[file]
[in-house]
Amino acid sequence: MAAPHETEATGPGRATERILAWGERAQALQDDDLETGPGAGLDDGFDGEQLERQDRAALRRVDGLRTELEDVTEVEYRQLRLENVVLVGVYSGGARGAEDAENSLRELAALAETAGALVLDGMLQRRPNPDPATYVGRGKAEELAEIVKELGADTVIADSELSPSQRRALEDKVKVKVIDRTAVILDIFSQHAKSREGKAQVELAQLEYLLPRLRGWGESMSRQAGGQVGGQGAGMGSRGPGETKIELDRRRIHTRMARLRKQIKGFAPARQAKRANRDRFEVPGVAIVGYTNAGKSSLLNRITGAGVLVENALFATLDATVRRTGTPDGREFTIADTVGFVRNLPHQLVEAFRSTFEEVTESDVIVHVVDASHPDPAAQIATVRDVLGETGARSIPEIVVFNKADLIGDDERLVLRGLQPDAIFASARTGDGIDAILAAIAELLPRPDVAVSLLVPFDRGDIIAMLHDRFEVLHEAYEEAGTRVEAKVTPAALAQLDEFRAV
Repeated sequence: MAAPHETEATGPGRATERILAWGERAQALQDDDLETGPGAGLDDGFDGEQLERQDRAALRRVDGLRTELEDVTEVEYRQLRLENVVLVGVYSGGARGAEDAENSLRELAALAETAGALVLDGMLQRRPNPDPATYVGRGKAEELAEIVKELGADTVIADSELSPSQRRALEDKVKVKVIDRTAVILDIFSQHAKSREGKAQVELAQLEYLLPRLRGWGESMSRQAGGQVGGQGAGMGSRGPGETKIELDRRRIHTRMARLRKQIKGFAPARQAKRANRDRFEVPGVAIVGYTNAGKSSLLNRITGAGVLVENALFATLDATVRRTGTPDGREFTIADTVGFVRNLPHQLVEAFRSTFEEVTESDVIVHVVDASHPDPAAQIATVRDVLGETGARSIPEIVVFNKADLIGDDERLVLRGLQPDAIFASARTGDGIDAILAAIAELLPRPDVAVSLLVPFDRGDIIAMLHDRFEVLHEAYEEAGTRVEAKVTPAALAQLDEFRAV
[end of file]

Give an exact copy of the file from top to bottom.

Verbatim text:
[in-house]
Amino acid sequence: MAAPHETEATGPGRATERILAWGERAQALQDDDLETGPGAGLDDGFDGEQLERQDRAALRRVDGLRTELEDVTEVEYRQLRLENVVLVGVYSGGARGAEDAENSLRELAALAETAGALVLDGMLQRRPNPDPATYVGRGKAEELAEIVKELGADTVIADSELSPSQRRALEDKVKVKVIDRTAVILDIFSQHAKSREGKAQVELAQLEYLLPRLRGWGESMSRQAGGQVGGQGAGMGSRGPGETKIELDRRRIHTRMARLRKQIKGFAPARQAKRANRDRFEVPGVAIVGYTNAGKSSLLNRITGAGVLVENALFATLDATVRRTGTPDGREFTIADTVGFVRNLPHQLVEAFRSTFEEVTESDVIVHVVDASHPDPAAQIATVRDVLGETGARSIPEIVVFNKADLIGDDERLVLRGLQPDAIFASARTGDGIDAILAAIAELLPRPDVAVSLLVPFDRGDIIAMLHDRFEVLHEAYEEAGTRVEAKVTPAALAQLDEFRAV
Repeated sequence: MAAPHETEATGPGRATERILAWGERAQALQDDDLETGPGAGLDDGFDGEQLERQDRAALRRVDGLRTELEDVTEVEYRQLRLENVVLVGVYSGGARGAEDAENSLRELAALAETAGALVLDGMLQRRPNPDPATYVGRGKAEELAEIVKELGADTVIADSELSPSQRRALEDKVKVKVIDRTAVILDIFSQHAKSREGKAQVELAQLEYLLPRLRGWGESMSRQAGGQVGGQGAGMGSRGPGETKIELDRRRIHTRMARLRKQIKGFAPARQAKRANRDRFEVPGVAIVGYTNAGKSSLLNRITGAGVLVENALFATLDATVRRTGTPDGREFTIADTVGFVRNLPHQLVEAFRSTFEEVTESDVIVHVVDASHPDPAAQIATVRDVLGETGARSIPEIVVFNKADLIGDDERLVLRGLQPDAIFASARTGDGIDAILAAIAELLPRPDVAVSLLVPFDRGDIIAMLHDRFEVLHEAYEEAGTRVEAKVTPAALAQLDEFRAV